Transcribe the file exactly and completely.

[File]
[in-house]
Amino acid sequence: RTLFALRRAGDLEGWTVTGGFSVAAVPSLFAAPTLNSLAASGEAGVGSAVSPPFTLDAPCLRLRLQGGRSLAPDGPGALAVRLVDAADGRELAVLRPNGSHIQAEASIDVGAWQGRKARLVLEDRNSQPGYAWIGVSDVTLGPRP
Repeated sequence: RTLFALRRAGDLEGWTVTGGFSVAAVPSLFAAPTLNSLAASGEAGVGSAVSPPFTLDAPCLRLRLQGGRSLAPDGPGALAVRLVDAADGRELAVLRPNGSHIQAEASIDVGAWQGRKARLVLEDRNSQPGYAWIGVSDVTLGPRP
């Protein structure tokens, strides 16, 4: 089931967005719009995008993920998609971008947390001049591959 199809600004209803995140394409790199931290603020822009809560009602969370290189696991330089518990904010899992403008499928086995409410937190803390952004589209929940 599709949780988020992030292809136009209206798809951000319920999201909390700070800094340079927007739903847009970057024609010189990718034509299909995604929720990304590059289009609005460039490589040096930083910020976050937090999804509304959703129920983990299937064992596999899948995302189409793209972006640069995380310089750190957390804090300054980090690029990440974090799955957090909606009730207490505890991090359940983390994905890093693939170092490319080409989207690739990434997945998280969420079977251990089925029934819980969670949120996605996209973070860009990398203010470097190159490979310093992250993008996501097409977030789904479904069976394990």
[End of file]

[in-house]
Amino acid sequence: RTLFALRRAGDLEGWTVTGGFSVAAVPSLFAAPTLNSLAASGEAGVGSAVSPPFTLDAPCLRLRLQGGRSLAPDGPGALAVRLVDAADGRELAVLRPNGSHIQAEASIDVGAWQGRKARLVLEDRNSQPGYAWIGVSDVTLGPRP
Repeated sequence: RTLFALRRAGDLEGWTVTGGFSVAAVPSLFAAPTLNSLAASGEAGVGSAVSPPFTLDAPCLRLRLQGGRSLAPDGPGALAVRLVDAADGRELAVLRPNGSHIQAEASIDVGAWQGRKARLVLEDRNSQPGYAWIGVSDVTLGPRP
């Protein structure tokens, strides 16, 4: 089931967005719009995008993920998609971008947390001049591959 199809600004209803995140394409790199931290603020822009809560009602969370290189696991330089518990904010899992403008499928086995409410937190803390952004589209929940 599709949780988020992030292809136009209206798809951000319920999201909390700070800094340079927007739903847009970057024609010189990718034509299909995604929720990304590059289009609005460039490589040096930083910020976050937090999804509304959703129920983990299937064992596999899948995302189409793209972006640069995380310089750190957390804090300054980090690029990440974090799955957090909606009730207490505890991090359940983390994905890093693939170092490319080409989207690739990434997945998280969420079977251990089925029934819980969670949120996605996209973070860009990398203010470097190159490979310093992250993008996501097409977030789904479904069976394990």